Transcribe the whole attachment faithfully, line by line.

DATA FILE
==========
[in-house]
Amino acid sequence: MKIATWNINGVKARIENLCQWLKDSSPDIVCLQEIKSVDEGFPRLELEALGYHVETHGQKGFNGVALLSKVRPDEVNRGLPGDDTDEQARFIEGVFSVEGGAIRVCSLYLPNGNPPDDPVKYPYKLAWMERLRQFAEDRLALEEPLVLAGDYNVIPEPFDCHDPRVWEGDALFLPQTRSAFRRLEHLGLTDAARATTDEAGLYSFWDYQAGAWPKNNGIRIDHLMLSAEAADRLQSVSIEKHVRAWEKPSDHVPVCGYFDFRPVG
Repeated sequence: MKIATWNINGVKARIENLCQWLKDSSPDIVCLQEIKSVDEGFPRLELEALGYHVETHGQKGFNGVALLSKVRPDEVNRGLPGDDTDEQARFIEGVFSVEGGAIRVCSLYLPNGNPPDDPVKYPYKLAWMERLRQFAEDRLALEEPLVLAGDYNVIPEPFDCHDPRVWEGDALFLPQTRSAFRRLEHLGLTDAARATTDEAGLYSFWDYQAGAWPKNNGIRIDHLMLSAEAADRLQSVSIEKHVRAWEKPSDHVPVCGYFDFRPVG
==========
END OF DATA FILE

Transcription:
[in-house]
Amino acid sequence: MKIATWNINGVKARIENLCQWLKDSSPDIVCLQEIKSVDEGFPRLELEALGYHVETHGQKGFNGVALLSKVRPDEVNRGLPGDDTDEQARFIEGVFSVEGGAIRVCSLYLPNGNPPDDPVKYPYKLAWMERLRQFAEDRLALEEPLVLAGDYNVIPEPFDCHDPRVWEGDALFLPQTRSAFRRLEHLGLTDAARATTDEAGLYSFWDYQAGAWPKNNGIRIDHLMLSAEAADRLQSVSIEKHVRAWEKPSDHVPVCGYFDFRPVG
Repeated sequence: MKIATWNINGVKARIENLCQWLKDSSPDIVCLQEIKSVDEGFPRLELEALGYHVETHGQKGFNGVALLSKVRPDEVNRGLPGDDTDEQARFIEGVFSVEGGAIRVCSLYLPNGNPPDDPVKYPYKLAWMERLRQFAEDRLALEEPLVLAGDYNVIPEPFDCHDPRVWEGDALFLPQTRSAFRRLEHLGLTDAARATTDEAGLYSFWDYQAGAWPKNNGIRIDHLMLSAEAADRLQSVSIEKHVRAWEKPSDHVPVCGYFDFRPVG